A Little Bit of Hummel

I came across this bit of music a while ago. It appears in the very first (pilot) episode of the detective series Lewis. You can find it at the start of this clip and later on about 6.30 into the clip. It’s the central Andante movement of a Trumpet Concerto by Johann Nepomuk Hummel, of whom I knew nothing at all before hearing his name on this programme.

It turns out that Hummel is actually a leading figure in the history of classical music and in his own lifetime was every bit as famous as Haydn and Beethoven; he was a pallbearer at the latter’s funeral, in fact. He died in 1837 with his musical reputation apparently secure, but was quickly forgotten. Always a bit overshadowed by Mozart, when the romantic era dawned Hummel’s classical style was considered extremely old-fashioned. It’s just another illustration of a fact that applies not only in music but also in many different spheres of activity: popularity in one’s own lifetime is by no means certain to turn into renown thereafter…

I don’t usually like the sound of the classical trumpet that much- I prefer the broader and more expressive way the instrument is used in Jazz, whether it’s the brassy brilliance of Dizzy Gillespie or the moody melancholia of Miles Davis – but this piece is really lovely, especially when played with beautiful clarity by Norwegian trumpeter Tine Thing Helseth.

12 Responses to “A Little Bit of Hummel”

  1. Bryn Jones Says:

    The Hummel Trumpet Concerto is an excellent piece of music, though not one that is performed in concert halls that often, unfortunately. It stands alongside the Haydn Trumpet Concerto, written several years earlier, for quality and instant appeal.

    The Trumpet Concerto is certainly Hummel’s best known work. I’m familiar with very little else and it would be nice to get to know more of his music to judge whether it is really inferior to that of his more famous contemporaries, and, if so, by how much. His contemporaries include the elderly Haydn, Schubert and the genius of geniuses, Beethoven. So Hummel faced extremely fierce competition in terms of quality.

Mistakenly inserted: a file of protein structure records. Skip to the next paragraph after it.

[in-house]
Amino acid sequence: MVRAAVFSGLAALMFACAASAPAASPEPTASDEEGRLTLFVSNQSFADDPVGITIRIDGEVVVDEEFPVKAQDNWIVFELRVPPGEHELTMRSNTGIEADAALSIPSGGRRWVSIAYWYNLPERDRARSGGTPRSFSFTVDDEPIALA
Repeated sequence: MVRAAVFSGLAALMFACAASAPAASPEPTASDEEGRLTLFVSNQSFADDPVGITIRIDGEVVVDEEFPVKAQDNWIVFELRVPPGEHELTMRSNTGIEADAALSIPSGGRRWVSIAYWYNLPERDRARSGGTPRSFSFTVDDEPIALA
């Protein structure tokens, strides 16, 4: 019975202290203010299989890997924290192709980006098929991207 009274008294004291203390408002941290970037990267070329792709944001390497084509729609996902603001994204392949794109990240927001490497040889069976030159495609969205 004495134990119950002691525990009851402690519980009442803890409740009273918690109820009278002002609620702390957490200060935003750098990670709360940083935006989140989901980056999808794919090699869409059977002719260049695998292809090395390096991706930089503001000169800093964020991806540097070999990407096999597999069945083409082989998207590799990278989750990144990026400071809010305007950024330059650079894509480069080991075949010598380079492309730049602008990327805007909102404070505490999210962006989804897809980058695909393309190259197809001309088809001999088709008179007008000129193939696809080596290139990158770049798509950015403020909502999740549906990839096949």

• telescoper Says:

      Incidentally, in the clip I linked to, Inspector Lewis stumbles across this piece being played as part of a competition for the “Endeavour” Award, funded by an anonymous bequest although Lewis clearly recognizes the Christian name of his former boss, the late Inspector Morse, the creator of whom is a regular competitor in the Azed Crossword competition that features in my previous post.

    • telescoper Says:

      PS. I’m told in private that some of Hummel’s keyboard works are well-known. Being ignorant, however, I’ve never heard them..

    • Bryn Jones Says:

      I wouldn’t say myself that Hummel’s keyboard works are well known. They are occasionally performed, but fairly rarely. I’ve heard very little.

      It would be nice to hear more works by Hummel to assess quite how good they are. Is the Trumpet Concerto the only front rank piece of music by Hummel, or are there others of similar quality that have been overlooked?

  2. Why not try his First Piano Septet op.74? Capricorn recorded it alongside no.2 ‘Militaire’ on Hyperion in the early 1990s. The Melos Ensemble also recorded it (along with the Piano Quintet op.87) on LP, but that was donkey’s years ago. It seems that this version is now available as a Polygram ‘London’ import. It’s great fun and has a nice swagger about it.

    • Bryn Jones Says:

      These recommendations are helpful. I’ll have to look out for them and make more of an effort to look out for Hummel’s music on the radio.

      I see that there is a
      list of Hummel’s compositions on Wikipedia
      . That lists many pieces of chamber music. There are some orchestral compositions, including concertos, but no original symphonies as far as I can make out. Perhaps the lack of symphonies has contributed to Hummel’s relatively low profile today?

  3. In the meantime, here’s a link to Liszt’s solo transcription of the first movement. The second movement is also available from the same source. http://www.youtube.com/watch?v=6C2hJ07cC7Y

  4. And at the risk of over-pushing the piece, here’s a link provided by one J. Yardley to a period-instrument version of the two septets. http://open.spotify.com/track/2qrYxc7uTFUfaRUQTfSQg8

  5. “Hummel” is German for “bumblebee”.

  6. […] have posted this piece of music before but listening to it today something struck me that hadn’t done so before, namely that parts […]

  7. Barrie Grant Says:

    Beautifully played. Sounds fantastic.

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